EDITORIALS

Evidence at hand indicates that the great revival discussed by Robert E. Coleman (see page 10) may already be upon us. Revival is a period of renewed spiritual interest often characterized by emotionally charged evangelistic outreach. That we are in such a period is indisputable.

Consider: The Church in Africa has been growing at such a rapid rate that the continent may be predominantly Christian in just three decades. Christianity is also booming in South America; in some areas the evangelical community is growing up to fifteen times faster than the soaring birth rate. A similar spiritual groundswell is said to be building up in Eastern bloc nations, including the Soviet Union. Indonesia continues to experience the effects of revival. Multitudes of Koreans are coming alive to God. There are faint stirrings in Western Europe and India. And what is popularly known today as “the Jesus movement” has arrived in North America.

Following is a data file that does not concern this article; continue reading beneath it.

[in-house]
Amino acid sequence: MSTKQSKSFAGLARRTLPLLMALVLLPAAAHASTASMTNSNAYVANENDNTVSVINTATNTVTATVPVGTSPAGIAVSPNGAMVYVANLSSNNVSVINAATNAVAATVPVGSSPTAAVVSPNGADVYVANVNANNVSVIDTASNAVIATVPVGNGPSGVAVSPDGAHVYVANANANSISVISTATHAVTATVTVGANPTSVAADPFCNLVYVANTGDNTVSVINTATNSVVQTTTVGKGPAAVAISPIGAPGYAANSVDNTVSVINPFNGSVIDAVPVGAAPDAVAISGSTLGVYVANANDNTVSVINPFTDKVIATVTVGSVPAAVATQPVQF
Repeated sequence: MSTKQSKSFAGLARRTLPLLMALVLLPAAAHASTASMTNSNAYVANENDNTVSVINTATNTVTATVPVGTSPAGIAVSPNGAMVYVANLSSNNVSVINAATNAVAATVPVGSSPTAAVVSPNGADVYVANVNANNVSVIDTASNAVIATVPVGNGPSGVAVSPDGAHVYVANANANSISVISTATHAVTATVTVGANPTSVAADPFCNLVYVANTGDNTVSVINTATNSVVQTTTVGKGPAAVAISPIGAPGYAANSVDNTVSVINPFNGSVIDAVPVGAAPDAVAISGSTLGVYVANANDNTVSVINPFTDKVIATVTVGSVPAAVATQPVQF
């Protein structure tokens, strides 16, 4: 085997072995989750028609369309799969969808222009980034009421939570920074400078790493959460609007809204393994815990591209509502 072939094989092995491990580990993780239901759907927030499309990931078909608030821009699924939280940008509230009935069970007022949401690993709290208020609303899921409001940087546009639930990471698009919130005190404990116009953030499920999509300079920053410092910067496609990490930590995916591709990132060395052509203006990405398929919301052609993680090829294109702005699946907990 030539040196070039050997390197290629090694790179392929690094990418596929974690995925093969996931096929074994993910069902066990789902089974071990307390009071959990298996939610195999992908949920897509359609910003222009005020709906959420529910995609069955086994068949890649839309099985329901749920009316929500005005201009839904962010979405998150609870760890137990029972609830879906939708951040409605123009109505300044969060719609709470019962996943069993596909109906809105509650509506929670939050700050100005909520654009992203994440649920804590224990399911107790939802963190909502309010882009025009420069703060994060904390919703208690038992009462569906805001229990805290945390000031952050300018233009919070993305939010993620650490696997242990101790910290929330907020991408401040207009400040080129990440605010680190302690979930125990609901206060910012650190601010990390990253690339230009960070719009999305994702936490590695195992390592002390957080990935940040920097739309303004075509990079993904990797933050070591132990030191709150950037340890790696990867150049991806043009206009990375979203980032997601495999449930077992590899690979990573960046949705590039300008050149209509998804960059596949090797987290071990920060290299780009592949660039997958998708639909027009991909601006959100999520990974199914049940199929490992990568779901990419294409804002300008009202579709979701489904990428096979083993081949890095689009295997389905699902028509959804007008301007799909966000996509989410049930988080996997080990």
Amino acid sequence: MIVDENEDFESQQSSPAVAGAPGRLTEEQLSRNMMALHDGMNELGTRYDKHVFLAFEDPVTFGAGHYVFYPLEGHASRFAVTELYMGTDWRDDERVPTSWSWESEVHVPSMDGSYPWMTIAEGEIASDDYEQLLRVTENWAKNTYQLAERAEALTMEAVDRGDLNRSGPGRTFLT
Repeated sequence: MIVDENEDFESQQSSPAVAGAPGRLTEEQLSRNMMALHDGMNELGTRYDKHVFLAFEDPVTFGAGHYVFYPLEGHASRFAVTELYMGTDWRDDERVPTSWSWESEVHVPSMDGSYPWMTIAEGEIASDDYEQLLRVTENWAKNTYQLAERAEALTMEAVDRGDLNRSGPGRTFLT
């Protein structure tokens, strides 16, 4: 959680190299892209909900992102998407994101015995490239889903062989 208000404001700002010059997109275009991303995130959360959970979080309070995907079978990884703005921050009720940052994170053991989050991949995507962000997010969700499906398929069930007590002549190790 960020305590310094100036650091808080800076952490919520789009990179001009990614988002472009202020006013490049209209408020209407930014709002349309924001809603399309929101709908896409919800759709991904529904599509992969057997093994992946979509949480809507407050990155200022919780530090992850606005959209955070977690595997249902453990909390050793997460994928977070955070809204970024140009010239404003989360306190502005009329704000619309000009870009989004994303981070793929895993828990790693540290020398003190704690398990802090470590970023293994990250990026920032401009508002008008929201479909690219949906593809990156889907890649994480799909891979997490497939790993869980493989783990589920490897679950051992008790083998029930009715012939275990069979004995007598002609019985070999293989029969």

CHRISTIANITY TODAY reported the movement’s beginnings as far back as 1967 and 1968, before it had a name. (“The Jesus movement” is simply a youth-coined synonym for revival or—as it is called in Roman Catholic revival circles [see page 31]—renewal.) And we have been keeping abreast of developments since then in our news columns, though so much has been happening of late that it is hard to inscribe bench marks on every new outcropping of the Spirit. As a result of much attention from news media and because of the scope of the movement, especially among the young, we find that many church members—clergy included—are wondering whether it is all just a fad.

With so many thousands of young people involved, and given the reality of group-identity pressures, it can reasonably be assumed that cases of band-wagon ...

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